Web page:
For any new CEO, the first 100 days is a major challenge, but for Steve Hasker, who took over as head of Thomson Reuters, a leading business information services company on 15 March 2020, you might imagine that COVID-19 created a leadership introduction like no other. However, he is more sanguine about what happened, seeing the pandemic as an opportunity to focus on the essentials – his people.

“The first decision I made as new CEO was to ask 25,000 people to work from home,” he observes. “It reminded me of the saying you have in sports – ‘the bigger the game, the simpler the game plan’. This global health crisis is by no means a game, but what it means is that when you’re faced with an overwhelming set of issues, you have to focus on one or two priorities. As a business driven by intellectual- and human-capital, the only thing that really mattered was the health and safety of our people.”

In fact, this focus on people has delivered hard results – with Thomson Reuters, which provides highly specialized information-enabled software and tools for legal, tax, accounting and compliance professionals combined with one of the world’s most global news service – Reuters, seeing customer satisfaction actually increase, despite the move to a virtual model.

“An enormous amount of work went into making it happen, but we didn’t miss a beat,” he says. “Actually, we were able to really send a message to our customer-facing associates to redouble their efforts – undertaking more outreach to customers and providing more support. We’ve seen an improvement in both customer satisfaction metrics and productivity.”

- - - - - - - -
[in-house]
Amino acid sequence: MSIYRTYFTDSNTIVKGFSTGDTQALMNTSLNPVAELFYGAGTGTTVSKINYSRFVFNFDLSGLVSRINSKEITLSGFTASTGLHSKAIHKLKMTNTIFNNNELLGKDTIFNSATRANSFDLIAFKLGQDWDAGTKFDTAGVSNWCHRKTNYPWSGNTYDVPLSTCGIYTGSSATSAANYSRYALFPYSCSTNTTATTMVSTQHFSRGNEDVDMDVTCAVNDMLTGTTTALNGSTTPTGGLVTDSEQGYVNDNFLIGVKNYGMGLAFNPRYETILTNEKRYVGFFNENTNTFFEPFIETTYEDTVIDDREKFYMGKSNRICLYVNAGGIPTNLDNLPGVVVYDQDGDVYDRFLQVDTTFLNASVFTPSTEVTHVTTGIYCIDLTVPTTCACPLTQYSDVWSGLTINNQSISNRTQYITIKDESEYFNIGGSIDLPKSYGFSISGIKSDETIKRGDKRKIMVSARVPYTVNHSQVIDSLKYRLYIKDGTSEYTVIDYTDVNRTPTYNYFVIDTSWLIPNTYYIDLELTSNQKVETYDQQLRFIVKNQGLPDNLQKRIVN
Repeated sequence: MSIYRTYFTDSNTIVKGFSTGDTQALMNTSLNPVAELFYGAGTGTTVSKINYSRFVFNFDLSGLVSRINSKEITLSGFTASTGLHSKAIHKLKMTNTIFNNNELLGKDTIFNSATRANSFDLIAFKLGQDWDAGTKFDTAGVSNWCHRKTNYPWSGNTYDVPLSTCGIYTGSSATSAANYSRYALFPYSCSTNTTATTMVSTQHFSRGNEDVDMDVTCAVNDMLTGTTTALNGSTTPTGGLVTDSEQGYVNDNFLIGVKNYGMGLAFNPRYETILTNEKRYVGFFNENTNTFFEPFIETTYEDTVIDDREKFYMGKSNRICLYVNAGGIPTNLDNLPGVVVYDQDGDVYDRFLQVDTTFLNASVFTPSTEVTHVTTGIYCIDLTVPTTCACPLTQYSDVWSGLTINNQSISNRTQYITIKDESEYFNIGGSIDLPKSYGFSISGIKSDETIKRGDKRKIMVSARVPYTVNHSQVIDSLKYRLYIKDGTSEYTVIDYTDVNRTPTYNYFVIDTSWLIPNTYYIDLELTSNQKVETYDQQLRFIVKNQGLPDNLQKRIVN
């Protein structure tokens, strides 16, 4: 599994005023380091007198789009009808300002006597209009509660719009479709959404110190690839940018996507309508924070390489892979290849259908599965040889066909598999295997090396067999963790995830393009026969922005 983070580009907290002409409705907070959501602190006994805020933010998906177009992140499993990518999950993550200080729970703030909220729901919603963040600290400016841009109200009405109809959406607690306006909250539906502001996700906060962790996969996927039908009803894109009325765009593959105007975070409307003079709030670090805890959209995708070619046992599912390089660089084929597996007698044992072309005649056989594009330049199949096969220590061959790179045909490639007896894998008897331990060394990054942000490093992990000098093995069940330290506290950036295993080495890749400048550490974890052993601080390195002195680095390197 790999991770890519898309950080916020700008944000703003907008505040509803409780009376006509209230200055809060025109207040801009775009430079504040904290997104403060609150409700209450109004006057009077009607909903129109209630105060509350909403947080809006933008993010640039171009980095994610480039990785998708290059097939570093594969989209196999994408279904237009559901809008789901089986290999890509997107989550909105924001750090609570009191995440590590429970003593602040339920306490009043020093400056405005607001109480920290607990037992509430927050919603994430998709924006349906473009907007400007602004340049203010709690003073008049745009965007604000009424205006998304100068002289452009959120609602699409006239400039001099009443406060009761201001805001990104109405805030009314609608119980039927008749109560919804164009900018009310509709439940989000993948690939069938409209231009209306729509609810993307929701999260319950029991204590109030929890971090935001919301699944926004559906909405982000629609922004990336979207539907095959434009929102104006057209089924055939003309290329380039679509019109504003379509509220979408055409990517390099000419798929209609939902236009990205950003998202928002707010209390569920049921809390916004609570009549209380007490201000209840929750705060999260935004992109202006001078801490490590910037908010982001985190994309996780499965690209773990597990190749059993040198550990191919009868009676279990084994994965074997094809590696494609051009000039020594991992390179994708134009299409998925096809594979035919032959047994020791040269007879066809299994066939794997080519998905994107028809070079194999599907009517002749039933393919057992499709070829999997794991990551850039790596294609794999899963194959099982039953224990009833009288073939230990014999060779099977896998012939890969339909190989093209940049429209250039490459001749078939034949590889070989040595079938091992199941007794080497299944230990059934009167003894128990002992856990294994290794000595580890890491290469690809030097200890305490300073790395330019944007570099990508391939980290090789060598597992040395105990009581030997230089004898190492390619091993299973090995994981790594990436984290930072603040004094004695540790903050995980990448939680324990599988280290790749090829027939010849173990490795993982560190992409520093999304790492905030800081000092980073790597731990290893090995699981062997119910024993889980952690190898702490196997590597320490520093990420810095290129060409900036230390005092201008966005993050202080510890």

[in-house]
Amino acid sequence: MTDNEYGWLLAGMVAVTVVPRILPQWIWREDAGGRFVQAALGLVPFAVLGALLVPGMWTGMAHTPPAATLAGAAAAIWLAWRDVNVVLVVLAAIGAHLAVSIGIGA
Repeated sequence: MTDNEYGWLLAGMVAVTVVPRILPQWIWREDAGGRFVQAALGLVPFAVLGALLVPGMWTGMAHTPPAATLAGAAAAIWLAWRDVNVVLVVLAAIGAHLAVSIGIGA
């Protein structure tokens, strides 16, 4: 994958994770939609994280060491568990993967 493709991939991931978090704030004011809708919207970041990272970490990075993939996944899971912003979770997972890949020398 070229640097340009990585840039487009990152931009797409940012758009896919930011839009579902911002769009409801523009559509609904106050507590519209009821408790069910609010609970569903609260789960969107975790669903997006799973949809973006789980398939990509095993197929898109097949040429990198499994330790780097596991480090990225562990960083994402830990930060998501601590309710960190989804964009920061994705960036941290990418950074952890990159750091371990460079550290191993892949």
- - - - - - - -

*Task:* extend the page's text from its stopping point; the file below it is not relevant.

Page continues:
This success is also a result of the company’s significant commitment to digital transformation, which drives its growth strategy and operating model. Steve Hasker believes that the pandemic has actually accelerated its digital business model strategy, with customer attitudes and behaviors undergoing a major shift. “With our customers, we’ve seen a major change in the acceptance of cloud-based, real-time, digitally delivered business information services,” he says. “Any resistance in our clients’ mindsets to moving to the cloud or the next generation of digital solutions has largely, if not entirely, evaporated. I think we’ve seen 3 to 4 years of progress in just 3 to 4 months, in terms of acceptance of what the new world needs to look like.”

While Thomson Reuters has defied the pandemic and lockdown to drive its digital strategy and delight its customers, the leadership challenges have not lessened. Many of the company’s staff work in Minneapolis-St. Paul, and the events surrounding the tragic death of George Floyd were therefore close to home. Thomson Reuters immediately announced a series of measures to help rebuild local neighborhoods, support those affected by events, double volunteer hours globally and increase representation of ethnically diverse and black employees in leadership by 2022. For Steve Hasker, who flew to Minneapolis to volunteer on the ground, it is also another time to focus on people and have a new and candid conversation about diversity and inclusion. “We’ve started conversations with our Black associates that have been very frank and honest,” he says. “They have been very brave in stepping forward and saying ‘this is my experience throughout my career and at Thomson Reuters, and here’s what you need to do’. This is certainly not a case of a senior management team saying ‘we’ll hear you out; give us a few suggestions’. We’re actually solving the problem together, which I’m very proud of.”